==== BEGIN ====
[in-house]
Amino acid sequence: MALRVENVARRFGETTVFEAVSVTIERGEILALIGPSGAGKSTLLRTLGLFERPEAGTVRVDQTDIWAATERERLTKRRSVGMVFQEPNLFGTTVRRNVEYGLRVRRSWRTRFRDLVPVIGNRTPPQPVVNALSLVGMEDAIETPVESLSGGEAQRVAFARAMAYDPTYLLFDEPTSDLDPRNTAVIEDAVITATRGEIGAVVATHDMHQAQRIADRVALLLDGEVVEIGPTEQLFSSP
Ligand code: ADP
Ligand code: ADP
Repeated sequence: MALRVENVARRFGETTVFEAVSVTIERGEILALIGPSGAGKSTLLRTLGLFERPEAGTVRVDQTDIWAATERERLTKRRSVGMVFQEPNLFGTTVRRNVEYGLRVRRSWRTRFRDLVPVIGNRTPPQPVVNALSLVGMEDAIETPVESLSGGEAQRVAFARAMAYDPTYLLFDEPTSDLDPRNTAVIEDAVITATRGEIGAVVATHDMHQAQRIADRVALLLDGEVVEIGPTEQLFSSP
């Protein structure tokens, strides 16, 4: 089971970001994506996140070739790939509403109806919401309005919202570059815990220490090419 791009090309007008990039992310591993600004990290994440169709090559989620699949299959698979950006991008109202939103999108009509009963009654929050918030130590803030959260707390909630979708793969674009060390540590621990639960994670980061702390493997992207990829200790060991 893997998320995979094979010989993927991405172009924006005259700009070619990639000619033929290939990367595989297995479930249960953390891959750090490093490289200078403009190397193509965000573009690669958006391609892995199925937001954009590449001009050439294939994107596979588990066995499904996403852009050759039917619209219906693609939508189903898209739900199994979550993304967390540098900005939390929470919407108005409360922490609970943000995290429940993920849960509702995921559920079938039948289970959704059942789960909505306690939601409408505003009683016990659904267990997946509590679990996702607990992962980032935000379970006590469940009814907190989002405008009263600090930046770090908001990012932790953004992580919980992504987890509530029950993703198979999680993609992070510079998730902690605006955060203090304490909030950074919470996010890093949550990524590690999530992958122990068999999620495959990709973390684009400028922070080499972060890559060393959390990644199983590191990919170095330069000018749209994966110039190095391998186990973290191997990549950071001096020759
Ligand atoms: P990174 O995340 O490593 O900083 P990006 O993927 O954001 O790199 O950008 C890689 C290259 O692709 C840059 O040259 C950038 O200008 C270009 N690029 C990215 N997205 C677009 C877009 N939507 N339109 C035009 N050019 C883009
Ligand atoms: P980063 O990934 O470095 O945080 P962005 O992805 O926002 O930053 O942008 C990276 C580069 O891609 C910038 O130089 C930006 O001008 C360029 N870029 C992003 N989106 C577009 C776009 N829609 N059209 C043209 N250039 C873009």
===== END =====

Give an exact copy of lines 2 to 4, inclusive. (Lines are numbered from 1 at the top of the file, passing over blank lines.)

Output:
Amino acid sequence: MALRVENVARRFGETTVFEAVSVTIERGEILALIGPSGAGKSTLLRTLGLFERPEAGTVRVDQTDIWAATERERLTKRRSVGMVFQEPNLFGTTVRRNVEYGLRVRRSWRTRFRDLVPVIGNRTPPQPVVNALSLVGMEDAIETPVESLSGGEAQRVAFARAMAYDPTYLLFDEPTSDLDPRNTAVIEDAVITATRGEIGAVVATHDMHQAQRIADRVALLLDGEVVEIGPTEQLFSSP
Ligand code: ADP
Ligand code: ADP